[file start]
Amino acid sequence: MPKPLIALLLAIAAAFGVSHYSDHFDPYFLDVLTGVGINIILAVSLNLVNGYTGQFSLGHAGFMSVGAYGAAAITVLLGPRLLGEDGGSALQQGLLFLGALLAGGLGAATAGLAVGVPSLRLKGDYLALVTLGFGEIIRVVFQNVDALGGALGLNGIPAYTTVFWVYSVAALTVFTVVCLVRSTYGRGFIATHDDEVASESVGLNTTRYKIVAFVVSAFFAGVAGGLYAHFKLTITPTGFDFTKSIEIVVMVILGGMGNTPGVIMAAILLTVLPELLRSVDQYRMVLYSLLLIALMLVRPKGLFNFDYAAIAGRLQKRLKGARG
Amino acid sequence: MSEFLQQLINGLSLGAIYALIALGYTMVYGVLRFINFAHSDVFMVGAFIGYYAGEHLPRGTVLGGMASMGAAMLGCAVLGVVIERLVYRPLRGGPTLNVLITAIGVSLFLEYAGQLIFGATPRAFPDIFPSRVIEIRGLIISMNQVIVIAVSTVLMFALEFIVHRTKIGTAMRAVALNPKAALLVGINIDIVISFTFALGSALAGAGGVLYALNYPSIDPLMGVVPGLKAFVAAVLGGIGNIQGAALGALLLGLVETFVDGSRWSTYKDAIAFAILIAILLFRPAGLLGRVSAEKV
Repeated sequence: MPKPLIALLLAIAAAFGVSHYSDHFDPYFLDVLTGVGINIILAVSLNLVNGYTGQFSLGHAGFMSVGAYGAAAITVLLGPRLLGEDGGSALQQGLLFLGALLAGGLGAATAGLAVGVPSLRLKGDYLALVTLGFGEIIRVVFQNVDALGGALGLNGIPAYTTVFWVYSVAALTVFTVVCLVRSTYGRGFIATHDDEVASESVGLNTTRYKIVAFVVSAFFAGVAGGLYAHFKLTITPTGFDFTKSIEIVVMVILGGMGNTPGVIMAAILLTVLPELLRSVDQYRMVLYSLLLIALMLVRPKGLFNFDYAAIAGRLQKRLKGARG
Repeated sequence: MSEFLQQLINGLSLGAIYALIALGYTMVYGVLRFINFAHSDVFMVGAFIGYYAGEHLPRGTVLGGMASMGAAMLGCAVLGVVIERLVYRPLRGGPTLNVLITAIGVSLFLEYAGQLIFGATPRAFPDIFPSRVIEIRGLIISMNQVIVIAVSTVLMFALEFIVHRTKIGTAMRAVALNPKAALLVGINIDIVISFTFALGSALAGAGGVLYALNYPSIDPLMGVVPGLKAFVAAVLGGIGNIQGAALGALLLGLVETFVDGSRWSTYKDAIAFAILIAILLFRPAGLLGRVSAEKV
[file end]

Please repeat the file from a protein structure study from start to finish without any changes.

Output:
Amino acid sequence: MPKPLIALLLAIAAAFGVSHYSDHFDPYFLDVLTGVGINIILAVSLNLVNGYTGQFSLGHAGFMSVGAYGAAAITVLLGPRLLGEDGGSALQQGLLFLGALLAGGLGAATAGLAVGVPSLRLKGDYLALVTLGFGEIIRVVFQNVDALGGALGLNGIPAYTTVFWVYSVAALTVFTVVCLVRSTYGRGFIATHDDEVASESVGLNTTRYKIVAFVVSAFFAGVAGGLYAHFKLTITPTGFDFTKSIEIVVMVILGGMGNTPGVIMAAILLTVLPELLRSVDQYRMVLYSLLLIALMLVRPKGLFNFDYAAIAGRLQKRLKGARG
Amino acid sequence: MSEFLQQLINGLSLGAIYALIALGYTMVYGVLRFINFAHSDVFMVGAFIGYYAGEHLPRGTVLGGMASMGAAMLGCAVLGVVIERLVYRPLRGGPTLNVLITAIGVSLFLEYAGQLIFGATPRAFPDIFPSRVIEIRGLIISMNQVIVIAVSTVLMFALEFIVHRTKIGTAMRAVALNPKAALLVGINIDIVISFTFALGSALAGAGGVLYALNYPSIDPLMGVVPGLKAFVAAVLGGIGNIQGAALGALLLGLVETFVDGSRWSTYKDAIAFAILIAILLFRPAGLLGRVSAEKV
Repeated sequence: MPKPLIALLLAIAAAFGVSHYSDHFDPYFLDVLTGVGINIILAVSLNLVNGYTGQFSLGHAGFMSVGAYGAAAITVLLGPRLLGEDGGSALQQGLLFLGALLAGGLGAATAGLAVGVPSLRLKGDYLALVTLGFGEIIRVVFQNVDALGGALGLNGIPAYTTVFWVYSVAALTVFTVVCLVRSTYGRGFIATHDDEVASESVGLNTTRYKIVAFVVSAFFAGVAGGLYAHFKLTITPTGFDFTKSIEIVVMVILGGMGNTPGVIMAAILLTVLPELLRSVDQYRMVLYSLLLIALMLVRPKGLFNFDYAAIAGRLQKRLKGARG
Repeated sequence: MSEFLQQLINGLSLGAIYALIALGYTMVYGVLRFINFAHSDVFMVGAFIGYYAGEHLPRGTVLGGMASMGAAMLGCAVLGVVIERLVYRPLRGGPTLNVLITAIGVSLFLEYAGQLIFGATPRAFPDIFPSRVIEIRGLIISMNQVIVIAVSTVLMFALEFIVHRTKIGTAMRAVALNPKAALLVGINIDIVISFTFALGSALAGAGGVLYALNYPSIDPLMGVVPGLKAFVAAVLGGIGNIQGAALGALLLGLVETFVDGSRWSTYKDAIAFAILIAILLFRPAGLLGRVSAEKV